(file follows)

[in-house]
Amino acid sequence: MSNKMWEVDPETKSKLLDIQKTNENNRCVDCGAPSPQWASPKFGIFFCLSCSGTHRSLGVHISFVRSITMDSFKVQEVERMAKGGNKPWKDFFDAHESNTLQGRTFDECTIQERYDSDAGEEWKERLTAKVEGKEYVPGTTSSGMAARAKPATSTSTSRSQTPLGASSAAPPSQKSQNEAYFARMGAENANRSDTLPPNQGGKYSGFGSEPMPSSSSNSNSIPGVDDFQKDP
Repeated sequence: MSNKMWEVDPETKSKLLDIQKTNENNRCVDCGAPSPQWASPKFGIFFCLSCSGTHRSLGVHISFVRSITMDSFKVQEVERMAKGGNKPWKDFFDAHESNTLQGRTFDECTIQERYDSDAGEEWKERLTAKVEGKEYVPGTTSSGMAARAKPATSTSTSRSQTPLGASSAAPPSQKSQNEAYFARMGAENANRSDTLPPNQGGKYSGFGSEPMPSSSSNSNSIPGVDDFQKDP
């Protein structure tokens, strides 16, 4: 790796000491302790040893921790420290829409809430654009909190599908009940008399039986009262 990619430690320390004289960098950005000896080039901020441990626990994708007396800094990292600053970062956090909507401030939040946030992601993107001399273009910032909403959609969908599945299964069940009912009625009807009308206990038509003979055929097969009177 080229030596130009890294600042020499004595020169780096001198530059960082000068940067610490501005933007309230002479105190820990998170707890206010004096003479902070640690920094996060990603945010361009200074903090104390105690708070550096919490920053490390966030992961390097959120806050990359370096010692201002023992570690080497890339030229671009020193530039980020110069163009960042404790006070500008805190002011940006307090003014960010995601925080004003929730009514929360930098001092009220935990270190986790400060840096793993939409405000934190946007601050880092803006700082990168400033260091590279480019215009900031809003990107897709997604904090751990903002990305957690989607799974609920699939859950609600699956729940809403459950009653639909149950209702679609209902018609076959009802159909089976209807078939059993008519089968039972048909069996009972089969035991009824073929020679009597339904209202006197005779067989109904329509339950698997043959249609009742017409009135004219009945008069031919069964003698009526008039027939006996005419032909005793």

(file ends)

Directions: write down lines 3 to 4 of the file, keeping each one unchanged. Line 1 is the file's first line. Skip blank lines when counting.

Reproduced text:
Repeated sequence: MSNKMWEVDPETKSKLLDIQKTNENNRCVDCGAPSPQWASPKFGIFFCLSCSGTHRSLGVHISFVRSITMDSFKVQEVERMAKGGNKPWKDFFDAHESNTLQGRTFDECTIQERYDSDAGEEWKERLTAKVEGKEYVPGTTSSGMAARAKPATSTSTSRSQTPLGASSAAPPSQKSQNEAYFARMGAENANRSDTLPPNQGGKYSGFGSEPMPSSSSNSNSIPGVDDFQKDP
């Protein structure tokens, strides 16, 4: 790796000491302790040893921790420290829409809430654009909190599908009940008399039986009262 990619430690320390004289960098950005000896080039901020441990626990994708007396800094990292600053970062956090909507401030939040946030992601993107001399273009910032909403959609969908599945299964069940009912009625009807009308206990038509003979055929097969009177 080229030596130009890294600042020499004595020169780096001198530059960082000068940067610490501005933007309230002479105190820990998170707890206010004096003479902070640690920094996060990603945010361009200074903090104390105690708070550096919490920053490390966030992961390097959120806050990359370096010692201002023992570690080497890339030229671009020193530039980020110069163009960042404790006070500008805190002011940006307090003014960010995601925080004003929730009514929360930098001092009220935990270190986790400060840096793993939409405000934190946007601050880092803006700082990168400033260091590279480019215009900031809003990107897709997604904090751990903002990305957690989607799974609920699939859950609600699956729940809403459950009653639909149950209702679609209902018609076959009802159909089976209807078939059993008519089968039972048909069996009972089969035991009824073929020679009597339904209202006197005779067989109904329509339950698997043959249609009742017409009135004219009945008069031919069964003698009526008039027939006996005419032909005793």